Mir reentry event coverage  
M i r   n e w s   s u m m a r i e s
M i r   a r t i c l e s
Antenna failure disrupts DSN
Posted: Thu, Aug 3 5:33 AM ET (0933 GMT)
DSN 70-meter antenna near Madrid (NASA/JPL) A key antenna of NASA's Deep Space Network will remain offline longer than planned, potentially disrupting a number of missions. The 70-meter antenna at the DSN facility near Madrid has been offline since the end of June for routine maintenance, and had been scheduled to return to operations in October. However, inspections of the antenna discovered two damaged bearings used to turn the telescope; replacing the bearings will keep the antenna offline until at least January. The delay could affect a number of missions, including Cassini and Mars Reconnaissance Orbiter, that planned to use the antenna to relay spacecraft commands and data. Another mission scheduled for launch at the end of August, STEREO, also planned to make extensive use of the DSN.


The aftermath of Mir
Posted: Sat, Mar 24 12:04 PM ET (1704 GMT)
Mir reentry illustration by AGI Although it has been more than a day since the Russian space station met its fate in a fiery reentry, news about the station continues to trickle in. A SPACE.com article notes that the demise of the station has met with mixed reactions in Russia, with three members of lower house of the Duma, including two former cosmonauts, demanding that Russian president Vladimir Putin fire Rosaviakosmos chief Yuri Koptev. A foundation for the support of Mir called on Russians to observe a moment of silence Friday to mark the station's passing, a request that the article said was largely ignored. Meanwhile, some of the early claims of Mir debris being auctioned on the Internet have turned out to be false: collectSPACE said that several auctions of debris, including one the started less than a half-hour after remnants of the station hit the ocean, have been shut down. And what about those free tacos American fast food chain Taco Bell promised if a piece of debris hit a 40x40-foot target? Sorry, the company said, but the station missed the target, which apparently was thousands of kilometers from the predicted impact point. The company claims it "captured the imagination of people around the globe and re-focused attention on one of the most miraculous events in space travel," and while they may offer no free tacos, they're happy to sell you two "crunchy" tacos for 99 cents...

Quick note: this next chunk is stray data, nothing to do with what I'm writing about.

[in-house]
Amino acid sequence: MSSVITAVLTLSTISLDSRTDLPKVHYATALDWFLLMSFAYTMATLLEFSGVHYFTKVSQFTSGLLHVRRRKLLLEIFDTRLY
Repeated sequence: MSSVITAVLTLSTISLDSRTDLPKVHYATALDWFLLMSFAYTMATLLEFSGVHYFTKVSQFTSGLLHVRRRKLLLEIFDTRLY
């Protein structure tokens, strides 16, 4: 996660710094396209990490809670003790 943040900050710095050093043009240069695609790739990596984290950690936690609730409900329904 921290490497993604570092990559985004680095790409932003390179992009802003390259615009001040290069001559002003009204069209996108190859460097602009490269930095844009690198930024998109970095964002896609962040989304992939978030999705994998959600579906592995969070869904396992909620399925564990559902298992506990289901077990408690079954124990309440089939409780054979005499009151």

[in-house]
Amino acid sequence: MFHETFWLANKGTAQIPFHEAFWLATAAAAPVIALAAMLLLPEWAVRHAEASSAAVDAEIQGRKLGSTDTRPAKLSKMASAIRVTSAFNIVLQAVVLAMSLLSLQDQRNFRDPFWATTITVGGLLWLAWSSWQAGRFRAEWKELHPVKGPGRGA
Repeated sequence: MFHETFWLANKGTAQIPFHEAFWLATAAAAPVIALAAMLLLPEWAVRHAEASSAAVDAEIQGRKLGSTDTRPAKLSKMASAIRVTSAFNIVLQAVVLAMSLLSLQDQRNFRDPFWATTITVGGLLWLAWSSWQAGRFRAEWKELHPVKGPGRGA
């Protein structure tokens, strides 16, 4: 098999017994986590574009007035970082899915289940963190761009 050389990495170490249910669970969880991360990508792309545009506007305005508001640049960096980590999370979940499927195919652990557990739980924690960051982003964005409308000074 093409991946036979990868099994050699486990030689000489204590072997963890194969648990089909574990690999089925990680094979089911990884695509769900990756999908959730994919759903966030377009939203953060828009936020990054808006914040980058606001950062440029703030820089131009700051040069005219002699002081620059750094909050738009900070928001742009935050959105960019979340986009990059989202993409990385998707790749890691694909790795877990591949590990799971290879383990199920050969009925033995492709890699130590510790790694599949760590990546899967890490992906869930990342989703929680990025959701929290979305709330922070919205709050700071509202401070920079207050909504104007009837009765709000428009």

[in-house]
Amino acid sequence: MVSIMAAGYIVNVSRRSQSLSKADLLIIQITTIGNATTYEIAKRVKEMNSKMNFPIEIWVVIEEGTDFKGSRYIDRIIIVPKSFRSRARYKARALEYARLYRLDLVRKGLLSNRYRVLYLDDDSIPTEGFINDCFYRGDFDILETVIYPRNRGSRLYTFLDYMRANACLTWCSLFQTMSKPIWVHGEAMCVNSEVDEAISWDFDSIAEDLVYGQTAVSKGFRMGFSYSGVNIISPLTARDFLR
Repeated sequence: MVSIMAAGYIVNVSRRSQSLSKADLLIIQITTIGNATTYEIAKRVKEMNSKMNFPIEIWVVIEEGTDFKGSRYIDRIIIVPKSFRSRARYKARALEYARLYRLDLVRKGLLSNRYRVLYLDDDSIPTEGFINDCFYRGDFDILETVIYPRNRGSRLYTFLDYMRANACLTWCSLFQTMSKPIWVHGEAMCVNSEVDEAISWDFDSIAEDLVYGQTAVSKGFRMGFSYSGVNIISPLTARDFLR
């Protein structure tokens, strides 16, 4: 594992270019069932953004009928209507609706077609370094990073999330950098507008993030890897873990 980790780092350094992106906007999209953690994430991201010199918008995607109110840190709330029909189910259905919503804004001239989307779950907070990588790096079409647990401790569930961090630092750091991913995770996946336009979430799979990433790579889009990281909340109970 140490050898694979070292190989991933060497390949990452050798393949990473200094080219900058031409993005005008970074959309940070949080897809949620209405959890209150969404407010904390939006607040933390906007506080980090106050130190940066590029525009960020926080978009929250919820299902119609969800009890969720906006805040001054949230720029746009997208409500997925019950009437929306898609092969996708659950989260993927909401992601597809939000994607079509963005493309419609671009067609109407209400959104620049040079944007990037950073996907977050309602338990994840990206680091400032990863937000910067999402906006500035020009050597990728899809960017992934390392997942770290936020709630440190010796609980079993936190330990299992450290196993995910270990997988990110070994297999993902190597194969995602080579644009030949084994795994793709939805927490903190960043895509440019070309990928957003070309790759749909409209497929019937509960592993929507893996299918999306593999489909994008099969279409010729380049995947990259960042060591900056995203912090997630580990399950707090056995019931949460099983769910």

Farewell, Mir
Updated: Fri, Mar 23 10:00 AM ET (1500 GMT)
Originally Posted: Fri, Mar 23 6:10 AM ET (1110 GMT)
The Russian space station Mir completed its 15-year mission early Friday with a fiery reentry over the South Pacific Ocean. After two successful deorbit...


Mir's final day
Posted: Thu, Mar 22 11:41 AM ET (1641 GMT)
The Russian space station Mir entered its final day in orbit Thursday as plans to orbit the station proceeded as planned. The first of three...


Mir saga becomes bizarre as deorbit day approaches
Posted: Tue, Mar 20 10:02 AM ET (1502 GMT)
With only a few days before the Russian space station Mir is scheduled to plummet to Earth over the South Pacific, the news related to...





Monday, August 7

Sunday, February 26
Mars Madness: The DIY explorers who dream of a 35-million-mile trek
California Sunday — 12:47 pm ET (1747 GMT)

Monday, February 13

Sunday, January 8

Sunday, October 9

Saturday, October 8

Monday, May 23
Russia's Space Station Mir Plunged Into Ocean Before Time
Sputnik International — 5:59 pm ET (2159 GMT)

Wednesday, April 27

Sunday, March 27

M i r   l i n k s
Final stage of OC "MIR" flight
Information about the reentry directly from Russian mission control
Mirreentry.com
Information about the reentry and an expedition to see it from an aircraft
The Final Days of Mir
Reentry information from the Center for Orbital and Reentry Debris Studies
SpaceRef's Mir Guide
News, information, and assorted links
Fiery Finale: Mir Dalls to Earth
Reentry news and information from SPACE.com
MIRNEWS
Updates about Mir courtesy of Chris v.d. Berg
meMIRabilia watch
Information about memorabilia from Mir from collectSPACE


Return to the spacetoday.net home page



about spacetoday.net   ·   info@spacetoday.net   ·   mailing list